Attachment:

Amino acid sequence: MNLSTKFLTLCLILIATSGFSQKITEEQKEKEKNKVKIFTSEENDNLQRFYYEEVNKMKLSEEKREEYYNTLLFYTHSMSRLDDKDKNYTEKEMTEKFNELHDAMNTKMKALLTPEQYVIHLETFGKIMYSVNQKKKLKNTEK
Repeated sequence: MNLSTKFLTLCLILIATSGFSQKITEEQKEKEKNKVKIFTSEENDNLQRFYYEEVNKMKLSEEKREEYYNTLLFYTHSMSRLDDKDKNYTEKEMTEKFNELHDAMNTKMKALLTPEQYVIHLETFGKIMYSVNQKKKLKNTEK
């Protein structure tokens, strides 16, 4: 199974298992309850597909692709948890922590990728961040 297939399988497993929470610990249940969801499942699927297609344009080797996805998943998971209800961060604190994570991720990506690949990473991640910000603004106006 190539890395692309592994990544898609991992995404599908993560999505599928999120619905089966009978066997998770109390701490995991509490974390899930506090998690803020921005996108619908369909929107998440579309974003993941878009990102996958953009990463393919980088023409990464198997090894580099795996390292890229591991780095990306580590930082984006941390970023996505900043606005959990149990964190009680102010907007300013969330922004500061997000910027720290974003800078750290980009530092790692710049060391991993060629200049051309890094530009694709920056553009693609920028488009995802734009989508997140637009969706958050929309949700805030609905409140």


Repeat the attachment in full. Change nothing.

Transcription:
Amino acid sequence: MNLSTKFLTLCLILIATSGFSQKITEEQKEKEKNKVKIFTSEENDNLQRFYYEEVNKMKLSEEKREEYYNTLLFYTHSMSRLDDKDKNYTEKEMTEKFNELHDAMNTKMKALLTPEQYVIHLETFGKIMYSVNQKKKLKNTEK
Repeated sequence: MNLSTKFLTLCLILIATSGFSQKITEEQKEKEKNKVKIFTSEENDNLQRFYYEEVNKMKLSEEKREEYYNTLLFYTHSMSRLDDKDKNYTEKEMTEKFNELHDAMNTKMKALLTPEQYVIHLETFGKIMYSVNQKKKLKNTEK
């Protein structure tokens, strides 16, 4: 199974298992309850597909692709948890922590990728961040 297939399988497993929470610990249940969801499942699927297609344009080797996805998943998971209800961060604190994570991720990506690949990473991640910000603004106006 190539890395692309592994990544898609991992995404599908993560999505599928999120619905089966009978066997998770109390701490995991509490974390899930506090998690803020921005996108619908369909929107998440579309974003993941878009990102996958953009990463393919980088023409990464198997090894580099795996390292890229591991780095990306580590930082984006941390970023996505900043606005959990149990964190009680102010907007300013969330922004500061997000910027720290974003800078750290980009530092790692710049060391991993060629200049051309890094530009694709920056553009693609920028488009995802734009989508997140637009969706958050929309949700805030609905409140």